The Garhwal Himalayas rise behind you as you are climbing out of the tree line, onto the Khulara meadows. Photo by Valay Bhatt
Witnessing South Face of Mt. Nanda Devi
There’s a reason why trekkers go gaga over the view of Mt. Nanda Devi from Kuari Pass. You see, Mt. Nanda Devi is an elusive peak. You get very far off views of this mountain from most treks. But that’s not the case from Kuari Pass trek.
On this trek, from Gorson Bugyal, you see the south face of Mt. Nanda Devi standing tall right in front of you. This view is the reason why many trekkers put Kuari Pass trek on their bucket list.
The South Face of Nanda Devi as seen from Gorson Bugyal. Photo by Saikat Adak.
Mt. Nanda Devi looms over trekkers as they descend from Gorson Bugyal. Photo by Dushyant Sharma
The mountains don a pristine, yet rugged look in winters. Notice how the foreground of fresh snow changes the entire setting! Photo by Anil Singh Bisht
Kuari Pass is also a great trek for stargazing. The open landscape, views of the big mountains are very conducive for it. For example, here you have a photo of Hathi Ghoda gleaming under the Milky Way. Photo by Mallikarjun Mylapur.
An Adventurous Climb in Knee-Deep Snow
The climb to Kuari Pass is at its most adventurous during peak winters. Often you are trekking through knee-deep snow. That adds to the difficulty and thrill of the trek.
On the pass day, you start by 6 am and ascend for close to 3 hours to reach the Kuari Pass.
In this picture trekkers are almost at an hour’s distance from the Kuari Pass. Trekking through such stunning snowscapes is an experience you don’t forget. Photo by Supriya
Here’s another photo that shows how dramatic it can get to trek through the expansive snowscapes. In this, trekkers are attempting to reach the pass under overcast skies. Photo by Anshuman Kumar.
The climb to Kuari Pass is gruelling, especially if you are doing it in knee-deep snow. In this photo you see trekkers in the final leg of the climb. Photo by Dushyant Sharma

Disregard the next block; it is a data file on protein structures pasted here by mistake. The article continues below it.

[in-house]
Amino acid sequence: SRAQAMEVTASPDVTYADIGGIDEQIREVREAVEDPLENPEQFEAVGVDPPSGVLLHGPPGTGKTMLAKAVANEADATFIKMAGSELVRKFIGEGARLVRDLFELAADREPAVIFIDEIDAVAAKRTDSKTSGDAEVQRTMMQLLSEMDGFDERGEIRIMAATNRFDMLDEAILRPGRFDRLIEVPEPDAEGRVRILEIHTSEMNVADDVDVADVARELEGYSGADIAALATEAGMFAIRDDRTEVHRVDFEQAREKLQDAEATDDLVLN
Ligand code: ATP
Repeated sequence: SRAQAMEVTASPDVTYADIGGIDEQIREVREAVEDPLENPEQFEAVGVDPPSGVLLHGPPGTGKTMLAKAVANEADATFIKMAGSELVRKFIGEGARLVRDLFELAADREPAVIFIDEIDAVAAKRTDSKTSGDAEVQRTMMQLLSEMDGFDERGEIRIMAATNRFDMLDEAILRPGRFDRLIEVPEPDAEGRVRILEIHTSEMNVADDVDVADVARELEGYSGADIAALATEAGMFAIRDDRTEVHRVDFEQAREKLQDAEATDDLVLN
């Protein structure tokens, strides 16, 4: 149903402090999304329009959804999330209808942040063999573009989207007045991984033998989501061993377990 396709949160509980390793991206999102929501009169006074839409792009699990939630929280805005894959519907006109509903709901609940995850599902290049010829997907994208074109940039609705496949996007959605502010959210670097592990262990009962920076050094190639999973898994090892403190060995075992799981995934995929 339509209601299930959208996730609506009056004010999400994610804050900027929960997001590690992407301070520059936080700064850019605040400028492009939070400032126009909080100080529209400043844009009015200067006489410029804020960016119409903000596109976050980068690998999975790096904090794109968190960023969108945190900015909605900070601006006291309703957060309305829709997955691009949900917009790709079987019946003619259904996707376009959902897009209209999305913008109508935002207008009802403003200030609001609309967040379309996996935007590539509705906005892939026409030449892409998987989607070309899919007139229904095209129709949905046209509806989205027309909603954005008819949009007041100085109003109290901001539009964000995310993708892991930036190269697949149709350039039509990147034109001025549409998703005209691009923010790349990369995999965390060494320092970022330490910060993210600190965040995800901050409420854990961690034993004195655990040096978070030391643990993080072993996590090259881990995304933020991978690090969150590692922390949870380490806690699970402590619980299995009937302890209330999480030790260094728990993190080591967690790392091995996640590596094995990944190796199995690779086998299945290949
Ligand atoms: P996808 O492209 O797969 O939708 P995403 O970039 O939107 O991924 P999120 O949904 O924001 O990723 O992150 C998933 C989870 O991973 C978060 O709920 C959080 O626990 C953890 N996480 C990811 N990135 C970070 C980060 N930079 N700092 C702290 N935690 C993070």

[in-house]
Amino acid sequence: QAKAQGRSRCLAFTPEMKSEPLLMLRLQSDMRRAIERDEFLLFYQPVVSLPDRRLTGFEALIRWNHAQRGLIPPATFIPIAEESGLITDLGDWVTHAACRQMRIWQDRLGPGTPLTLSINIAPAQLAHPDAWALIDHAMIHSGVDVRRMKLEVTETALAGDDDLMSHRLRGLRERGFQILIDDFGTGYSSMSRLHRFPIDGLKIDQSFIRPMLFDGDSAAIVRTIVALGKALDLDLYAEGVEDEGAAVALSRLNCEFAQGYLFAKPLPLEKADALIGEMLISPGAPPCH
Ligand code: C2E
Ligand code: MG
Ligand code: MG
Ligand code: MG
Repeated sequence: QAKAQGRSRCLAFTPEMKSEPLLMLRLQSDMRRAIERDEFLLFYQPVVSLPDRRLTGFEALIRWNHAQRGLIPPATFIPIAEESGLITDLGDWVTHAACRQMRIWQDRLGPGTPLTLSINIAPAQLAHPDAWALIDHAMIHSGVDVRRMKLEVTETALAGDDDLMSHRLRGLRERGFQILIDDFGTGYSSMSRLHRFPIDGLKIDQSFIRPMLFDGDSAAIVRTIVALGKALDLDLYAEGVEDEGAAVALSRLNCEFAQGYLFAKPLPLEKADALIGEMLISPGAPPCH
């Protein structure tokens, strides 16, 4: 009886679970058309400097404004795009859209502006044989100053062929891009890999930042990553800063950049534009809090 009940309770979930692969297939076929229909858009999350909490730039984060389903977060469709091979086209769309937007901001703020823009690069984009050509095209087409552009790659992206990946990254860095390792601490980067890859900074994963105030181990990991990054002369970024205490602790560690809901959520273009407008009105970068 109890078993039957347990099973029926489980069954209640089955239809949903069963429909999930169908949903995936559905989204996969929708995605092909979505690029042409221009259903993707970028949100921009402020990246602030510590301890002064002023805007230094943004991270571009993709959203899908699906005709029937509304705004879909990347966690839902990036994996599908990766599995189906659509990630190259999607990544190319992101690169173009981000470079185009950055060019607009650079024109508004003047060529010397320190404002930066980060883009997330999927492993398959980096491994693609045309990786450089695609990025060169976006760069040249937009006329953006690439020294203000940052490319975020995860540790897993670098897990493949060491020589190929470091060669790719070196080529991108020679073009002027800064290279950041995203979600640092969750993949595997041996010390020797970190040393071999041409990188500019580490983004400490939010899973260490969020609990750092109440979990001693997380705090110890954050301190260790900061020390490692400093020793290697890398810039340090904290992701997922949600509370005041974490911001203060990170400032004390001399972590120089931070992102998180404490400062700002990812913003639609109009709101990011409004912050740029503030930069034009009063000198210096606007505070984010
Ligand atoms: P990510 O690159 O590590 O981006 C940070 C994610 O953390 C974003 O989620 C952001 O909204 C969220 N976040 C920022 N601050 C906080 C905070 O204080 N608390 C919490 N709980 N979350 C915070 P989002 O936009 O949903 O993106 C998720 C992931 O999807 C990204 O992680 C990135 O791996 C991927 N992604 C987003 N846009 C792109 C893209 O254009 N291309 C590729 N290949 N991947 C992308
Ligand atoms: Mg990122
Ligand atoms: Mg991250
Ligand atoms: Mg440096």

The descend from Kuari Pass is as exciting as the ascend because you trek through the vast Gorson Bugyal.
You camp at outstanding locations on this trek. Whether it is the forests of Chitrakantha or the Khulara meadow in the shadow of Mt Dronagiri, each campsite leaves you in awe of your surroundings.
A frozen Akhrotgetta campsite. This campsite is set in a clearing, surrounded by a dense forest. But in this clearing you have one walnut (akhrot) tree. That’s how this campsite gets its name. Photo by Naveen Chandra.
The Walnut Tree at Akhrotgetta Campsite. Photo by Megh Naik.
Next is one of the prettiest campsites of the trek — Khulara. The treeline ends at this campsite. After which you start ascending onto the Khulara meadows. At the juncture of forest and meadows, winter is exceptionally charming at the Khulara campsite. Photo by Poonam Saini.
Khulara is also a favourite because you get some stunning mountain views from here. Photo by Soumyaattava Kar.
The final camp — Tali campsite — is in a tight clearing in the silent forest. Here you are surrounded by oaks, pines, and dwarf rhododendrons. The winter setting of this campsite lingers in your mind for a long time. Photo by Sandhya UC.
Everything on this trek — the mountain views, forest sections, campsites — seem to be thoughtfully carved and placed on the trail. Especially in the winters. And that makes Kuari Pass one of the most good-looking winter treks in the Big Snow Season.
Do you have your own special moments of the Kuari Pass trek? Share your photo with the story with us. We will publish them! (no self portrait please). Email firstname.lastname@example.org